Why have I stopped nagging him, you might ask. Well, other than the fact that the poor guy really doesn't deserve it and I'm beginning to wonder why he sticks around, here's why:

Booyeah! Tile floor, beotches!

Once Dylan got the tile in and it dried or cured or whatever, we were able to move the washer and dryer back (the "we" in this case is an actual "we" as I'm pretty adept at grunt work, even if I come out to do it in my bare feet and Dylan sends me back into the house to put on closed-toe shoes and I come back out in knock-off Ugg slippers two sizes too big for my feet and he just sighs instead of explaining that they won't offer much protection against severed toes if the dryer falls off the dolly onto my foot) and once we did that, I could do laundry again and no longer had to worry about hanging with the crackheads at the laundromat and finding somewhere to get quarters (OMG, guys, it was like a college flashback, I'm telling you, well except they were potheads in Davis, not crackheads) and so I lost the fire that fuels the nagging.

The actual tiling was a pretty smooth process (and by that I mean I was not involved at all and thus have no idea how meticulous and aggravating it was) with only one minor hiccup at the beginning. I was standing in the kitchen trying to simultaneously make jam, homemade graham crackers and lunch for the kids while keeping Pippa from pulling out all utensils I own and running away with them and keeping Ry from falling off the end table he is firmly convinced is some sort of tiny stage for him to dance on. Suddenly, Dylan yelled at me from the bathroom,

"Bring me water!"

Thinking he meant water to drink, I shot back in an irritated voice, "Give me a minute, I'm busy."

"No! Fill the large measuring cup and bring water NOW!"

"Oh heeeeeell no," I thought, and feeling generally put-upon by housewifery that day, I said, "I said I'm busy! I'm trying to cook food for you and your children while keeping them from killing themselves in a thousand spectacular and constantly-changing ways. I just spent the morning washing all the dishes you and your children (because they're always his children when I'm mad, of course) dirtied, picking up all the crap you littered across the house, scrubbing the food I worked so hard to cook for them off the floor where they threw it and --"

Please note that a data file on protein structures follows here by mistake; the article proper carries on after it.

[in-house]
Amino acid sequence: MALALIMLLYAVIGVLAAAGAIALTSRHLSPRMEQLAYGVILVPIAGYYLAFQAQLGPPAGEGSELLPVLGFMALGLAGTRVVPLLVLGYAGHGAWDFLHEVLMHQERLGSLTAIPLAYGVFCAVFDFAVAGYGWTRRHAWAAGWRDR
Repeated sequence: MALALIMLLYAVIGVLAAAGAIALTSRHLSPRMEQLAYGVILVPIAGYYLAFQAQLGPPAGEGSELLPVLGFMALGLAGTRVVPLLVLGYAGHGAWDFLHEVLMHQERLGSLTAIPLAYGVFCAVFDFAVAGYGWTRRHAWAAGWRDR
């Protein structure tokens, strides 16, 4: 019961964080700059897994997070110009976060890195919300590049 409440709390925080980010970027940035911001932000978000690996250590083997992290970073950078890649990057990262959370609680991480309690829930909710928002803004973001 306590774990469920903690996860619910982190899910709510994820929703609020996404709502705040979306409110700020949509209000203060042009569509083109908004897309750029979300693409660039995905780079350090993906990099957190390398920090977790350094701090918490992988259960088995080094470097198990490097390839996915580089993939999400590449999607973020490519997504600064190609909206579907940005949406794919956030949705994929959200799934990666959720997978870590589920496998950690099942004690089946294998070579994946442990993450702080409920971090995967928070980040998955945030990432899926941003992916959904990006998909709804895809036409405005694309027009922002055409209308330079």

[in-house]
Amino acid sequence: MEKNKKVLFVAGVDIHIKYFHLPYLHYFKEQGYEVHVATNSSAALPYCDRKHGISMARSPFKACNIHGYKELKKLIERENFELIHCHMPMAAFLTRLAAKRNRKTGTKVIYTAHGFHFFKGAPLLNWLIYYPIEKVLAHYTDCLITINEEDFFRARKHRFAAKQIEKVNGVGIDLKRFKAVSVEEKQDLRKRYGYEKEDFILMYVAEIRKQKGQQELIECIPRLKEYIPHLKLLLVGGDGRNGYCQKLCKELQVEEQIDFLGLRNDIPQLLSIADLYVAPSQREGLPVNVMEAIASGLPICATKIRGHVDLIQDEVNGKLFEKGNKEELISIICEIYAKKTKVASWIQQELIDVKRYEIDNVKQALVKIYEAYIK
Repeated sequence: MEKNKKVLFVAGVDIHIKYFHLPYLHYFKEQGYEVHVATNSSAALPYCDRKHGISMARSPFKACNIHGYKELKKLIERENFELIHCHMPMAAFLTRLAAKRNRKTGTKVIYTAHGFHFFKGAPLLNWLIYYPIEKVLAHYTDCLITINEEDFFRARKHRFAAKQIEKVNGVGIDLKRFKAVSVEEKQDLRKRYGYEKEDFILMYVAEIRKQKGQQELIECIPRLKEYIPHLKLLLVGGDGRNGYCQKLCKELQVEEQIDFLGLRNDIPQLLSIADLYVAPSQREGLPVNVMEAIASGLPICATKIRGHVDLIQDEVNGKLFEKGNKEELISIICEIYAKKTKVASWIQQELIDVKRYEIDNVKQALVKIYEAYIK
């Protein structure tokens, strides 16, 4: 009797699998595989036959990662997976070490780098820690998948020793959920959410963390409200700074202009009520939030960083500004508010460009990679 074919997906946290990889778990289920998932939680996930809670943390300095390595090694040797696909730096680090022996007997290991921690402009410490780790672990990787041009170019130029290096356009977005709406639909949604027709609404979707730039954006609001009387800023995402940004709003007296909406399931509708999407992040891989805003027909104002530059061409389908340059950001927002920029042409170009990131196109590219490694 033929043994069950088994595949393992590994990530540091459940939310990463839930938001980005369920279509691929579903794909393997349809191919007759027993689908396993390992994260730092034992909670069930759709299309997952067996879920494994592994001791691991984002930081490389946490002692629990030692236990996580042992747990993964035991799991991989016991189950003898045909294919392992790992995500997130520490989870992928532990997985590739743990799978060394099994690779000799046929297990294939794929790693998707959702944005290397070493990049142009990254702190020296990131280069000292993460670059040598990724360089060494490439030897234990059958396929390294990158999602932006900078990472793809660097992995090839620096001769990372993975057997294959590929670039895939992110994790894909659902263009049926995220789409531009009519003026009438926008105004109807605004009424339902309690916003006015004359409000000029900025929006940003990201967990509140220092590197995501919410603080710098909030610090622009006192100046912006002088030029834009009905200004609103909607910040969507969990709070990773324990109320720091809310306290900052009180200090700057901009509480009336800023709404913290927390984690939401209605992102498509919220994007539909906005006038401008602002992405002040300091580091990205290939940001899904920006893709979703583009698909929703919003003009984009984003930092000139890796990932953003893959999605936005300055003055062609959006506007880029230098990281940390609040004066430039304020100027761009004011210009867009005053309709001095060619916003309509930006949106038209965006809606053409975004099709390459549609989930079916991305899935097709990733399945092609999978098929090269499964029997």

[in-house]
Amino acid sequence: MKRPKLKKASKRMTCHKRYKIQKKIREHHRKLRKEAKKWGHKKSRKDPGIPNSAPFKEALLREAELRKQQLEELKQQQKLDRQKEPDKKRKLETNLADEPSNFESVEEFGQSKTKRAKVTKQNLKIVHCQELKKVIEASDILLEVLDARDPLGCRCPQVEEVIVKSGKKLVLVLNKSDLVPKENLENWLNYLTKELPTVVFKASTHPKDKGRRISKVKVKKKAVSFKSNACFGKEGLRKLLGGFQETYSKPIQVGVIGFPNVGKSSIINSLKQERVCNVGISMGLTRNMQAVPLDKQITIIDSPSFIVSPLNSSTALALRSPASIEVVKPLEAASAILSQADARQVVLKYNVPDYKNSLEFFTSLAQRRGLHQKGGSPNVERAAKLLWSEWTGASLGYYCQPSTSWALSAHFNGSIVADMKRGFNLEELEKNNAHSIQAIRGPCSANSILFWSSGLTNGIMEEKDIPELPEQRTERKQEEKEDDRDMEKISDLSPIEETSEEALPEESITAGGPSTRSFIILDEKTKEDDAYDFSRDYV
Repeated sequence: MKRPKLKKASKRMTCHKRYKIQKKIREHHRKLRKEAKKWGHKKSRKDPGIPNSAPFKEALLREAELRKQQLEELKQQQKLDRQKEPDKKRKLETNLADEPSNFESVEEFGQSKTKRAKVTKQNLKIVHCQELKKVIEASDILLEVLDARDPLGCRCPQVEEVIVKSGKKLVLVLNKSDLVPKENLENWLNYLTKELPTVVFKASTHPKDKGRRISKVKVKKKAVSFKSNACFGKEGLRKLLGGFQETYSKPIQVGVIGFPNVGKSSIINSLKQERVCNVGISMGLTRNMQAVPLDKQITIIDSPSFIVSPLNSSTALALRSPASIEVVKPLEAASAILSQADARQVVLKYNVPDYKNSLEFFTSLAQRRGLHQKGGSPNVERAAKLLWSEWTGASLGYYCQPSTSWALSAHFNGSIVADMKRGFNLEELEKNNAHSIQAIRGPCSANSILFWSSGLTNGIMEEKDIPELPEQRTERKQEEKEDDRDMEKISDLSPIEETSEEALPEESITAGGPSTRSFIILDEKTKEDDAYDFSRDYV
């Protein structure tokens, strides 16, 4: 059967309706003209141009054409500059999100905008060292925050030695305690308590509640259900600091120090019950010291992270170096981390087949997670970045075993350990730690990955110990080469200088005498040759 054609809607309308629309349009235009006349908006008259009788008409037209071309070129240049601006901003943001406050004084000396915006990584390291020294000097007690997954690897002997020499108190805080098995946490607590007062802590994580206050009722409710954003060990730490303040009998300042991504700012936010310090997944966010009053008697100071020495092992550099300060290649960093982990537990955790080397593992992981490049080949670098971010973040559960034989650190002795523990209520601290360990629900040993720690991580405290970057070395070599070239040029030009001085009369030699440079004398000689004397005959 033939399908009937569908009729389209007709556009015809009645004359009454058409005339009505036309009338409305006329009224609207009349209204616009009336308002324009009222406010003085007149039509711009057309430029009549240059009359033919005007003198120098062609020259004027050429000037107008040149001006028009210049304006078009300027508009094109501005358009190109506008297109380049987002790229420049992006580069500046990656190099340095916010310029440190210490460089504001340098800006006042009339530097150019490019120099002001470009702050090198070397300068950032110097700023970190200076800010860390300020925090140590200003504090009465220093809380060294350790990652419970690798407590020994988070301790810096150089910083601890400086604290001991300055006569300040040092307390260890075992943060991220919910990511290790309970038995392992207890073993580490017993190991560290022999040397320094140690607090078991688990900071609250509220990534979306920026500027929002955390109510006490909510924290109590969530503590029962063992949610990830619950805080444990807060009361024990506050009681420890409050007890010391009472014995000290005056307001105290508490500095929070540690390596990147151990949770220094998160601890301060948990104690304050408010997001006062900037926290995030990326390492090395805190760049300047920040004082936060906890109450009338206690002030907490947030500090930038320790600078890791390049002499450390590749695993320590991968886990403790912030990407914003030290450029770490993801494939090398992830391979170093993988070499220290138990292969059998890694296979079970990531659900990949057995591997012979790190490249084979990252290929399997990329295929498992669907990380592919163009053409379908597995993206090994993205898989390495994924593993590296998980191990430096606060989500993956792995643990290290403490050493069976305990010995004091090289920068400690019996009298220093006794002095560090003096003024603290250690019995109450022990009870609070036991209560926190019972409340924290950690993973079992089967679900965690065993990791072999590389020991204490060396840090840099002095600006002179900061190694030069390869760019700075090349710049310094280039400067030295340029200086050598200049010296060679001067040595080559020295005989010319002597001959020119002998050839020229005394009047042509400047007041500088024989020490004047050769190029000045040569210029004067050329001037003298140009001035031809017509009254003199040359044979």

He interrupted me with, "Megan! I need water NOW!"

I can count on one hand the number of times the man has interrupted me in the 11 years we've been together. Generally he lets me finish my drawn-out, ever-so-slightly hysterical rants before beginning the painstaking process of reeling me gently back in to reality. So, I knew it probably was actually serious. I also knew I was still pissed because as much as I wanted him to work on the bathroom 24/7 like he'd been doing, it meant that I'd had zero help with the kids for about two weeks running and I was going completely out of my mind. Trying to strike a compromise between fear that he had fallen through the rotten section of the floor (and this would somehow require a large measuring cup full of water) and anger that he was making me drop the minor domestic circus I was performing because he couldn't walk 3 feet to the kitchen to get his own damn water, I stormed into the bathroom.

I found him cursing and wiggling about with his arms firmly stuck up to the elbow in a 5 gallon bucket of mortar. Suddenly the urgent request for water made sense. When your arms are stuck in a bucket of quickly-drying cement and you're faced with the choice of having to life the rest of your life with Han Solo arms or getting your spatially-retarded wife to use your reciprocating saw to cut you out, it makes sense to yell. So, I apologized...after I stopped laughing...and I brought him copious amounts of water, of course. It seems the mortar was too thick for the drill-bit attachment mixer thingy so Dylan decided to chuck it and use his hands instead.

Little home-remodeling tip for you: if you're mixing mortar to lay tile and it's too thick to mix with the drill-bit attachment mixer thingy specifically designed to, you know, mix it, ADD MORE WATER. Do NOT figure that there's something wrong with the drill-bit attachment mixer thingy and dive in there yourself. You will get stuck in mortar. Then you will have to yell at your wife, who will undoubtedly treat you to a litany of everything you've done wrong in the past 10 years before she realizes you're really in trouble, and if you've been an especially bad husband and the list is especially long, you will then be forced to choose between Han Solo arms and no arms.

This is officially the least helpful DIY blog series in the history of blogging. You're welcome.